“A quantum advance in abdominal surgery.” - Dr. Francis Moore
When were colonoscopies first performed?
Modern day colonoscopies were first performed in 1969 when the procedure was a revolutionary one. Developing and perfecting the colonoscopy took time and medical professionals met with many difficulties in the beginning. Dr. William I. Wolff and his colleague, Dr. Hiromi Shinya, were the first people to develop the procedure as a way to diagnose colon cancer and other bowel-related issues.
Although many doctors around the world were looking for modern ways to examine the colon with the use of a tube with electric sensors, Wolff and Shinya made some of the most important and pioneering advances in the research field.
What did Wolff and Shinya do for colonoscopy research and development?
One of Wolff and Shinya’s most notable advances was the development of a device that could remove polyps (small growth) during the colonoscopy. This meant there was no need for patients to go through a second procedure to remove them after their colonoscopy.
They popularised the method of using one doctor rather than two during a colonoscopy which went on to become the medical standard worldwide. Together they published various articles which detailed the safety and importance of this new procedure and paved the way for the future of colonoscopic investigation. In 1999, an article of theirs was named as one of the most important of the 20th century by the journal Seminars in Colon and Rectal Surgery.
Before Wolff and Shinya’s development of colonoscopies, surgeons could only reach ten inches into the bowel before being blocked by the organ’s natural curves. The new colonoscope was able to reach to at least five feet of the colon, manoeuvring through its twists and turns and lighting the way for detailed images of the whole area.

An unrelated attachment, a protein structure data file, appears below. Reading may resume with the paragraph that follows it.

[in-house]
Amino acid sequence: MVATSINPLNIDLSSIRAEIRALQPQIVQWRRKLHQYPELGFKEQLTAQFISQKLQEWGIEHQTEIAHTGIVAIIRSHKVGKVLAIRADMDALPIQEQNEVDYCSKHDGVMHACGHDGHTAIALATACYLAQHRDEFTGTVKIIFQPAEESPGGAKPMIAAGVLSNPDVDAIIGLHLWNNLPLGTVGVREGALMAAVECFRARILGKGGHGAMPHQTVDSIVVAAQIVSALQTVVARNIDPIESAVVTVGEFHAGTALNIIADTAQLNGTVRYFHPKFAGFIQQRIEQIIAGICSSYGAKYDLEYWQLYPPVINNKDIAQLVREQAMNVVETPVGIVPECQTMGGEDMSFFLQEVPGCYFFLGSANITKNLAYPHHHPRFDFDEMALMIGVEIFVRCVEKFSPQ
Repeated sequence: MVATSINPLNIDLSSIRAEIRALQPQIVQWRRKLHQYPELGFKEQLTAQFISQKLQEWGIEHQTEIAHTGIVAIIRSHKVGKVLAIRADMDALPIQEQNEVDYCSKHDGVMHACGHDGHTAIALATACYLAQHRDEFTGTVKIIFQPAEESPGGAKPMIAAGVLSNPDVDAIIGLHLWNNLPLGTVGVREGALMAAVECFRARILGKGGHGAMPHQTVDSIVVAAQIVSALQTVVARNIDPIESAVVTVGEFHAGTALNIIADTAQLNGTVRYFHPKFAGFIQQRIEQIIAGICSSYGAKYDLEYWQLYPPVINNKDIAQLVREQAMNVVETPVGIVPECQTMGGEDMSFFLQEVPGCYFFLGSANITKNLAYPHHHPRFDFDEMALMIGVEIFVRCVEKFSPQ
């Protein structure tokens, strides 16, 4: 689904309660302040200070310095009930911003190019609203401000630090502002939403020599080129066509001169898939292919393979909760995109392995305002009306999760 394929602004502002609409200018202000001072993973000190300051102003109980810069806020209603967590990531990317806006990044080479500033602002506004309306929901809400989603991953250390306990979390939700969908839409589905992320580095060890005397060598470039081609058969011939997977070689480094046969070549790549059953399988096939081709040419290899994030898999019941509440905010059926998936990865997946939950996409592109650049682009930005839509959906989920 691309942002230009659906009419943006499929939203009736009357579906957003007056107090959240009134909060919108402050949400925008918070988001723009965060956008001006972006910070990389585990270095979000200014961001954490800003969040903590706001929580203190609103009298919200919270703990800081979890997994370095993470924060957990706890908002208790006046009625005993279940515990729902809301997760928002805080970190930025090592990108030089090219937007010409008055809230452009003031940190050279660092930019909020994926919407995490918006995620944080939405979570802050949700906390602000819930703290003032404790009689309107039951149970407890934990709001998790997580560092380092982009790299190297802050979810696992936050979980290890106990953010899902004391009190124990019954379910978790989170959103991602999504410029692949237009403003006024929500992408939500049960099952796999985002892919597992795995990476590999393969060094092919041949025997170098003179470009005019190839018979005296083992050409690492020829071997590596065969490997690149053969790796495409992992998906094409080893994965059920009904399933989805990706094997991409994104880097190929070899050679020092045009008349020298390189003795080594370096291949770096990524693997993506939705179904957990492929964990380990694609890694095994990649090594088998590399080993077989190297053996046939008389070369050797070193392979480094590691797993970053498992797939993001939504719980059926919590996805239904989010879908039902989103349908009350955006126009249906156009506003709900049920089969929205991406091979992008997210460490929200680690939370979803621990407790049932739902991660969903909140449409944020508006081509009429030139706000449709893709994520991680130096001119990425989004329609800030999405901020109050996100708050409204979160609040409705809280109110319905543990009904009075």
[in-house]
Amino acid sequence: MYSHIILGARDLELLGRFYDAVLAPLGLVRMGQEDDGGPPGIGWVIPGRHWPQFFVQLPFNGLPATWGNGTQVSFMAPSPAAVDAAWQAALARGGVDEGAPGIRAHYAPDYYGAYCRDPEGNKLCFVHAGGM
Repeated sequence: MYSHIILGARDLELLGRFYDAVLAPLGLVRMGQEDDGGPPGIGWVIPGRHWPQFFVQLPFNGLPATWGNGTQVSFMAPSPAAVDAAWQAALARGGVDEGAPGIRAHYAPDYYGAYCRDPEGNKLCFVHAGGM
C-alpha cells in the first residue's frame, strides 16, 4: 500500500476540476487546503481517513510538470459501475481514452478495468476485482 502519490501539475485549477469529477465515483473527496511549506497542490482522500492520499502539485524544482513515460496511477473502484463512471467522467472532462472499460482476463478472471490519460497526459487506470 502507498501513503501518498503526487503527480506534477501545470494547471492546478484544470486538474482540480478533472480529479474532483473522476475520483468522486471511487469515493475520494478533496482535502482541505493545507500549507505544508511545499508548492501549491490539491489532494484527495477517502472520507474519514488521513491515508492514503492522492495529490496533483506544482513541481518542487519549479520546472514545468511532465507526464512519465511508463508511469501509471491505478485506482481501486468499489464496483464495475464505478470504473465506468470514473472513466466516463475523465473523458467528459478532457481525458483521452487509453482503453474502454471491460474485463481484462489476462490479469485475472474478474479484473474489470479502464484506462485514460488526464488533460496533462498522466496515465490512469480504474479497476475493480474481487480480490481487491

How are colonoscopies advancing at present?
With the rise of the technological age, further advances have been made within the field of colonoscopy. The quality of images improves every year. Our private gastroenterologists working in the best central London hospitals now have access to the very latest and highest resolution scopes offered by the world leading giants Olympus and Pentax.
One other example of recent advances is a colonoscopy simulator that helps trainee surgeons to understand and practice the procedure using the latest gaming technology and computer based simulations.
CSIRO’s colonoscopy simulator, developed using the latest computer gaming technology
Advances like these mean future surgeons can learn even more about how the colonoscope works before actually performing the procedure.
Medical research is vital in all medical fields and advancements in colonoscopic procedures are almost inevitable in the future. Examples like the one above show how important technology is now to medical science.
Many people thought colonoscopies were unnecessary and did not justify the dangers associated with the procedure when it was first introduced into the medical field. However, with research and continued progress, the colonoscopy has become one of the most frequently used procedures for identifying colon-related problems today. Of course, as time moves on, we are finding even newer ways to image the insides without doing any invasive tests at all. CT pneumocolon is continuing to develop.
Please refer to our guide on colonoscopies for more information on these procedures or Contact Us on 020 7183 7965 for more information or to make an appointment with one of the London Gastroenterology Centre’s expert consultants.